Neutron Scattering and Cuprates

Because many of us were born after the cuprates were discovered, and because of the sheer number of papers that have been written on them, it can seem like a daunting task for the young researcher to get a good grip on high-temperature superconductivity. Fortunately, there are some great review papers out there that help synthesize a lot of data and provide references to much of the original work. These review articles tend to concentrate either on one experimental technique or one part of the cuprate phase diagram (e.g. the pseudogap).

In a similar spirit, this blog post will concentrate on some of the significant findings in the cuprates discovered using neutron scattering. It should be kept in mind that most neutron scattering experiments have been done on YBCO and LSCO because large single crystals can be made of these compounds. The list below is a little biased, but I hope some will find it useful.

  1. Spin Gap: A low energy gap in the magnetic inelastic neutron scattering  cross section has been observed  below Tc in both optimally doped LSCO and YBCO. For YBCO, the magnitude of the spin gap is larger (consistent with its higher Tc) and the spin gap exists for underdoped and overdoped samples as well. In YBCO the relation 2\Delta_s=3.8k_BT_c is approximately observed, where \Delta_s is the magnitude of the spin gap.
  2. Dispersive Incommensurate Fluctuations and the Hourglass Spectrum: There exist incommensurate magnetic fluctuations near the antiferromagnetic Bragg point in both underdoped and optimally doped LSCO and YBCO. These peaks show up in the magnetic inelastic neutron scattering cross section and seem to gain in intensity below the superconducting transition. On a \delta vs. energy plot (where \delta is the incommensurability away from the anti-ferromagnetic Bragg point) the spectrum seem to have an hourglass-like shape. It should be noted that (to my knowledge) the hourglass spectrum has not been observed in electron-doped cuprates with studies having been conducted on (NCCO and PLCCO).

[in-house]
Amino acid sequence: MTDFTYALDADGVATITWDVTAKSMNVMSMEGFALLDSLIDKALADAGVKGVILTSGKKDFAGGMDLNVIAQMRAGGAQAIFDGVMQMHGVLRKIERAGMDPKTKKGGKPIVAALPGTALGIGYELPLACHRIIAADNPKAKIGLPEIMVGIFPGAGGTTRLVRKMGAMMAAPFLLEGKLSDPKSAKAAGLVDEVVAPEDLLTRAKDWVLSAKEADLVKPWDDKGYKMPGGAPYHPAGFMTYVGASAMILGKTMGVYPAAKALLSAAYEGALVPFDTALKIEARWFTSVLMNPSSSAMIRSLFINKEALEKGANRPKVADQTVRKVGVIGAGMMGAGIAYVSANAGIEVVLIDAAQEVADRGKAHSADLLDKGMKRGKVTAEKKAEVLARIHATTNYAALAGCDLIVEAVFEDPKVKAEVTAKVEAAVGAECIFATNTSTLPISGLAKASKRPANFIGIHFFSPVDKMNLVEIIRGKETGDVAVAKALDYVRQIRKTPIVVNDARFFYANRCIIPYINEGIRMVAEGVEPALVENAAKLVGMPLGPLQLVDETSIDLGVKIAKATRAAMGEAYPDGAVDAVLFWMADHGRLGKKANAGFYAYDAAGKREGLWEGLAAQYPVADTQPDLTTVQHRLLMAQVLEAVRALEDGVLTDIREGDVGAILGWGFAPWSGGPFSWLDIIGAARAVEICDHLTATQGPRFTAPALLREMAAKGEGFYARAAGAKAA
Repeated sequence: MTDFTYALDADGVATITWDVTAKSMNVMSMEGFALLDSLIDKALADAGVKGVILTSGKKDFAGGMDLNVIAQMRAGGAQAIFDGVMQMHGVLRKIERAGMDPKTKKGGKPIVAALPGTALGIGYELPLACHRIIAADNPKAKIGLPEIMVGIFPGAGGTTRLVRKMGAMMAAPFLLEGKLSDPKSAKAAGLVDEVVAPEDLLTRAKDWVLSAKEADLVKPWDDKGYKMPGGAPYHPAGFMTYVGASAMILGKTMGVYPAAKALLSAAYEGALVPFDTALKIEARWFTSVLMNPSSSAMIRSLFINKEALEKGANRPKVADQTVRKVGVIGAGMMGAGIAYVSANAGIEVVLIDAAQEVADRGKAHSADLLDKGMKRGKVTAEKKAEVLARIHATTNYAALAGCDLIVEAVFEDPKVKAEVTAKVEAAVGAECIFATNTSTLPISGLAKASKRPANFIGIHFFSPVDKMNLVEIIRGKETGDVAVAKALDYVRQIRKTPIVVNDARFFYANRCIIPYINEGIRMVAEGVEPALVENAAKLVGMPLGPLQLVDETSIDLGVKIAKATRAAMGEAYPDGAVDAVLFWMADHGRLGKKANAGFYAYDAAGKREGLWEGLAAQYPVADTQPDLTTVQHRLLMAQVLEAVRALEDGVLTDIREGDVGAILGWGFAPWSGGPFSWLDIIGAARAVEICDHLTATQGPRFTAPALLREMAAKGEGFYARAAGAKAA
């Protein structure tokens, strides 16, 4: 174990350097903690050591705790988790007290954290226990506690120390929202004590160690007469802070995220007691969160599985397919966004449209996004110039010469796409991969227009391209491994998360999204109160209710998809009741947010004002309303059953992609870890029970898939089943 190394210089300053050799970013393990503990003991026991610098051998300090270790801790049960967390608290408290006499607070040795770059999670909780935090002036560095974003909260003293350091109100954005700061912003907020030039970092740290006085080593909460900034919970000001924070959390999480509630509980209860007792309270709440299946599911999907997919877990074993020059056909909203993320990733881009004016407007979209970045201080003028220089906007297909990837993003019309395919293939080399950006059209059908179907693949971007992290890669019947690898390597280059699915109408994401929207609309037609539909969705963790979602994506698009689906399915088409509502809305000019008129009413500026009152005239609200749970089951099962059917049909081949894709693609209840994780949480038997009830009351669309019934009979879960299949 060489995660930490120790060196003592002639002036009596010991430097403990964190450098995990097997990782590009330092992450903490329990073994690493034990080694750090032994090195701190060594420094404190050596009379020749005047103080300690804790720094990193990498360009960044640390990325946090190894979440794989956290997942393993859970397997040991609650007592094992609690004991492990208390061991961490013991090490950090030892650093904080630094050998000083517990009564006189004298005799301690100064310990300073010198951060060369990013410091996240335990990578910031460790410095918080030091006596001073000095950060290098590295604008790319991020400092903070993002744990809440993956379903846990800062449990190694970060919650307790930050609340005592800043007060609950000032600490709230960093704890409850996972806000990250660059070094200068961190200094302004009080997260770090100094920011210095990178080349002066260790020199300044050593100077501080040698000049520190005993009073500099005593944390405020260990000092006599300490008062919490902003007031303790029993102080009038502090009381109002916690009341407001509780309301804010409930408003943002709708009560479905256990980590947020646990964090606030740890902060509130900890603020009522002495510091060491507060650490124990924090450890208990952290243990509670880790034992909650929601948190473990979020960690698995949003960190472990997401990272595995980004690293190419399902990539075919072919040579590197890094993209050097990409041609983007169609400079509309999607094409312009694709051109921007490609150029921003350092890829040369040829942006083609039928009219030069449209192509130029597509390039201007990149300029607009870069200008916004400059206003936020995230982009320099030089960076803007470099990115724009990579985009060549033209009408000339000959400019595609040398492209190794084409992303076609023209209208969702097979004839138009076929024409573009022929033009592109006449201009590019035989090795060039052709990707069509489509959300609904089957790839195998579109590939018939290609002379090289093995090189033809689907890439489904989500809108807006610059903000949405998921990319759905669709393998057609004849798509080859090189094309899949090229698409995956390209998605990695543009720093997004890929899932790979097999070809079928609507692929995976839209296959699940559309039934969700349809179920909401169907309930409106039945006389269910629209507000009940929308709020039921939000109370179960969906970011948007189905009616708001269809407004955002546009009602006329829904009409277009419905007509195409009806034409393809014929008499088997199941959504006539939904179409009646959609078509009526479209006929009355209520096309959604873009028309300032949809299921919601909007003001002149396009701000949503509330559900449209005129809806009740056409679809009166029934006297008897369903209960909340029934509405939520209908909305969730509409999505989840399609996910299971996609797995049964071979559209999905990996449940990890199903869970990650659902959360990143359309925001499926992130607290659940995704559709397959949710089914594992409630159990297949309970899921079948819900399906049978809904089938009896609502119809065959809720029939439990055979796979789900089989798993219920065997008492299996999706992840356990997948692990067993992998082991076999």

3. Resonance Mode: The magnetic resonance mode is a peak at ~40-50meV, which is located at the “pinching point” in the hourglass spectrum. This peak has been observed in many underdoped and optimally doped cuprates, including BSCCO and TBCCO. It is probably the weakest in  LSCO, where it is broad and does not carry much spectral weight. It also only shows up dramatically around Tc. Interestingly, a similar mode has been seen in electron-doped cuprates and some of the Fe-based superconductors.

While there have been some other discoveries in the cuprates with neutron scattering, most of the studies tend to concentrate on one or all of these three general experimental observations.

Here are some links to some papers which discuss these observations in a little more detail:

2 responses to “Neutron Scattering and Cuprates

  1. Pingback: Matthias’ Rules | This Condensed Life

  2. Pingback: Interactions, Collective Excitations and a Few Examples | This Condensed Life

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